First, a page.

Focused Conversation Method - QI Toolbox - Minnesota Dept. of Health

Focused Conversation Method

How to Conduct a Focused Conversation
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The focused conversation model was developed by the Institute of Cultural Affairs in Ontario, as a way to lead people through a phased reflection on almost any kind of issue, by enabling individuals and groups to process their thoughts in an orderly manner.

A focused conversation is an excellent way to provide structure to conversations that might otherwise travel all over the map, saving time and energy and minimizing potential power plays or hidden agendas. It is versatile, and works as well with a group of strangers as it does with colleagues who have known each other for many years. Because the focused conversation applies an inclusive structure to the listening process, it also promotes shared understanding.

How to Conduct a Focused Conversation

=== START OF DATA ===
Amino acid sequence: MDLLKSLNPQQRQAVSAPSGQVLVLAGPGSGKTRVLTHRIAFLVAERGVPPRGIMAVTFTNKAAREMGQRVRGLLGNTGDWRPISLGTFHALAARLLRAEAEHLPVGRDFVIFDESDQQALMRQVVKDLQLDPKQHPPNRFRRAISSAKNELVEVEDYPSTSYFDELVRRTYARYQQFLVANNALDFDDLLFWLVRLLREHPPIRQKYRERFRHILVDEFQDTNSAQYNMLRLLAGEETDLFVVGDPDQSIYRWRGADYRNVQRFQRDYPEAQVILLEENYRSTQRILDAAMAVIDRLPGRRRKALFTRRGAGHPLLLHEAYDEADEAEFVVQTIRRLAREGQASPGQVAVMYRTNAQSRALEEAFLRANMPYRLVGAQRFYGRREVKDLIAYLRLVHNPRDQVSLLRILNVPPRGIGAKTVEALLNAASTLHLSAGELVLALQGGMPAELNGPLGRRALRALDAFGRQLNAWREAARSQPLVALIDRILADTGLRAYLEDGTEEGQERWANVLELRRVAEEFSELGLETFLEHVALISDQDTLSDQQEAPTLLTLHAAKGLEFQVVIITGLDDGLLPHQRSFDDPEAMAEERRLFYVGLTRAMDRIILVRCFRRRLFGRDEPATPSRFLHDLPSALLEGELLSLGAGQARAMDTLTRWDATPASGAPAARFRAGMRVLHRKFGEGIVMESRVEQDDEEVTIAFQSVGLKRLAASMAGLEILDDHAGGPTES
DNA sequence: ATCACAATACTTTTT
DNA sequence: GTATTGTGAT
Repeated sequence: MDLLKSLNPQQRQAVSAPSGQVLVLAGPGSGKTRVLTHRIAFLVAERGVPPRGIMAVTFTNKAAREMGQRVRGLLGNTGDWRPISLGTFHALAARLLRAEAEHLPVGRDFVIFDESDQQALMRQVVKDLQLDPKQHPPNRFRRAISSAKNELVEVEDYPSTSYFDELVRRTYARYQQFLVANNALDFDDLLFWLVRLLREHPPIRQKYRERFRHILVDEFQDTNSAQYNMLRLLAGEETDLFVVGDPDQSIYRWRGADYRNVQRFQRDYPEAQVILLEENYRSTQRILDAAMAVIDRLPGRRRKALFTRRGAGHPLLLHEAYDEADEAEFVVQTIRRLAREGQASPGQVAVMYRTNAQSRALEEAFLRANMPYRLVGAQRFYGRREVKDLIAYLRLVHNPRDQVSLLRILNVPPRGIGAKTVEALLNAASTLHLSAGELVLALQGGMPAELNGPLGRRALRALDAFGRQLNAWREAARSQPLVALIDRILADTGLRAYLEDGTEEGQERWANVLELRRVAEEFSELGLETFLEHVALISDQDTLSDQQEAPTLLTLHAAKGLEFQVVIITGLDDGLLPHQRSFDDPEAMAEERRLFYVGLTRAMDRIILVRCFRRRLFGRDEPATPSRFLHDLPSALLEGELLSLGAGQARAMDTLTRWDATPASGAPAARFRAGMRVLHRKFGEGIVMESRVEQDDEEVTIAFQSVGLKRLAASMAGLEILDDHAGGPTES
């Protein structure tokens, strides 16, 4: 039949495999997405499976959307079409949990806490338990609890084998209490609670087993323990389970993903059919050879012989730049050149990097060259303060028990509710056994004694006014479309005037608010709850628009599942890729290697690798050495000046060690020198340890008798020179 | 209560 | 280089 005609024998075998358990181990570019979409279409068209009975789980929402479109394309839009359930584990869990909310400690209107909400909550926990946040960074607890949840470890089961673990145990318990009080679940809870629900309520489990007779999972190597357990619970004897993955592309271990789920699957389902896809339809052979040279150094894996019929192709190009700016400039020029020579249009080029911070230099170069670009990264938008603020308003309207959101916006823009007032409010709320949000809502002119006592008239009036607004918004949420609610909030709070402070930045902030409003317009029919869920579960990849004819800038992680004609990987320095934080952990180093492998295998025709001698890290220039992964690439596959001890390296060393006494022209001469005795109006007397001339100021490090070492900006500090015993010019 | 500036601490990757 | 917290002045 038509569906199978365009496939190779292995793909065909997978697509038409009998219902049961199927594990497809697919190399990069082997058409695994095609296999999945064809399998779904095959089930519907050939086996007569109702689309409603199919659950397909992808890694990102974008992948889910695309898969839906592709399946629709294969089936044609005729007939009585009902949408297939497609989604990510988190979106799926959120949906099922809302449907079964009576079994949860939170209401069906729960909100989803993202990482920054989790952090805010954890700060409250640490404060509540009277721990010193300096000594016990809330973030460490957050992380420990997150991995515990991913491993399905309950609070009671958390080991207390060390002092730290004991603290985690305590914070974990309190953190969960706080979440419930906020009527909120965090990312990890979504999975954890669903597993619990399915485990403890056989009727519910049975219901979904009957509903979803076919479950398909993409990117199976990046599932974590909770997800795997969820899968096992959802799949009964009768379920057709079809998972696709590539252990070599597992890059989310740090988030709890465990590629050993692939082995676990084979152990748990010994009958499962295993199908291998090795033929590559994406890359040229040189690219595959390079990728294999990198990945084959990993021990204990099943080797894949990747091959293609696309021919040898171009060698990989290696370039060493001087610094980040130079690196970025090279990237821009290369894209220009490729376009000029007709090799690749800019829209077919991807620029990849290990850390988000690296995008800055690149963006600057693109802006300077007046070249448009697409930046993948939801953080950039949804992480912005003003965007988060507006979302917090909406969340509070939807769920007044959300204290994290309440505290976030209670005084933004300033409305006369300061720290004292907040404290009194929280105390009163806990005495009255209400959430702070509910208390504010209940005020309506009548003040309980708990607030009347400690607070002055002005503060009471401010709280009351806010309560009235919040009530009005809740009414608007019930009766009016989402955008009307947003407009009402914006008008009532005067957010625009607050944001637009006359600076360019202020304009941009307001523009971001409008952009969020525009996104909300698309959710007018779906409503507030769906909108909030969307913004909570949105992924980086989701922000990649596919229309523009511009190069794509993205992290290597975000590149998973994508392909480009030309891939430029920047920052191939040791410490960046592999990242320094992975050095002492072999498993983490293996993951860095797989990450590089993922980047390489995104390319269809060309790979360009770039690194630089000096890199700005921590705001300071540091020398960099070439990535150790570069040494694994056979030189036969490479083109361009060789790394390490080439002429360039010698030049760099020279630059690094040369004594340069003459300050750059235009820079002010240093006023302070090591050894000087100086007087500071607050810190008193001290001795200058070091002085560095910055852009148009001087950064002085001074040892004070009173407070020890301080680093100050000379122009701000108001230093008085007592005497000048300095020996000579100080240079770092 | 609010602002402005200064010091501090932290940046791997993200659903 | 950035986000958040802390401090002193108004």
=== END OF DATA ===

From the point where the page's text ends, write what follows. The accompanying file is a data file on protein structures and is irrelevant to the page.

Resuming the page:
1. Ask Objective Questions

Focus on data, facts, and the ‘truths’ that everyone can agree on, such as what was seen, heard, touched, etc. Examples:

  • What data do we have?
  • What did you see?
  • What was said?

2. Ask for Reflection

Focus on reactions, moods, memories, associations. Examples:

  • What does it remind you of?
  • How does it make you feel?
  • When did you feel surprised? Delighted? Disappointed?
  • How would your stakeholders react?

3. Ask for Interpretation

Focus on meaning, purpose, significance, implications. Examples:

  • What is this all about?
  • What does this mean for us?
  • How will this affect our work?
  • Why is this important?
  • What can we learn from this?

4. Ask for Decisions

Focus on resolution, agreement, and possible new directions or actions. Examples:

  • What is our response?
  • What should we decide?
  • What do we need to do differently?
  • What are the next steps?

More Information

The Art of Focused Conversation
R. Brian Stanfield, 2000


Facilitating Strategic Planning
Minnesota Management and Budget

The Art of Focused Conversation
R. Brian Stanfield, 2000